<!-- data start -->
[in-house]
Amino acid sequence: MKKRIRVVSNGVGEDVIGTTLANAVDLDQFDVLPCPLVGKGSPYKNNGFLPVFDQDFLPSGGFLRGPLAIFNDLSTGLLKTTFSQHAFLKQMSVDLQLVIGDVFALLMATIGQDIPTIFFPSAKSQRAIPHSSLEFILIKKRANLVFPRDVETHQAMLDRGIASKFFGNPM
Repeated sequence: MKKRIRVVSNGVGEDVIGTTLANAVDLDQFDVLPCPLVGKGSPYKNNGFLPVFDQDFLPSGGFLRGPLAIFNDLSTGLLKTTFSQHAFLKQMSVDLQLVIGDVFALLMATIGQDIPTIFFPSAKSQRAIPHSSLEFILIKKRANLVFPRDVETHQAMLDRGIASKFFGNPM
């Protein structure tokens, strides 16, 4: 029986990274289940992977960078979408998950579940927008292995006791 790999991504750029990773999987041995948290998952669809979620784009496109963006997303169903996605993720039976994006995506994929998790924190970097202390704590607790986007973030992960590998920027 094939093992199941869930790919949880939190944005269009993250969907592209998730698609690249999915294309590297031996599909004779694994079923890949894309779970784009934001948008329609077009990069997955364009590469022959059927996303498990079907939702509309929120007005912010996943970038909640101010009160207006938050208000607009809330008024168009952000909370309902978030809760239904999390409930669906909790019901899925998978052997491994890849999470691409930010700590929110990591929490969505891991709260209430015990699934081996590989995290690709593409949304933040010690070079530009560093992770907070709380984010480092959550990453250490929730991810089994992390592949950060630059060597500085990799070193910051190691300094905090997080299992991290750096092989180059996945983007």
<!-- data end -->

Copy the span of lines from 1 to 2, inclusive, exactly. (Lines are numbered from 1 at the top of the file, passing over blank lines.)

[in-house]
Amino acid sequence: MKKRIRVVSNGVGEDVIGTTLANAVDLDQFDVLPCPLVGKGSPYKNNGFLPVFDQDFLPSGGFLRGPLAIFNDLSTGLLKTTFSQHAFLKQMSVDLQLVIGDVFALLMATIGQDIPTIFFPSAKSQRAIPHSSLEFILIKKRANLVFPRDVETHQAMLDRGIASKFFGNPM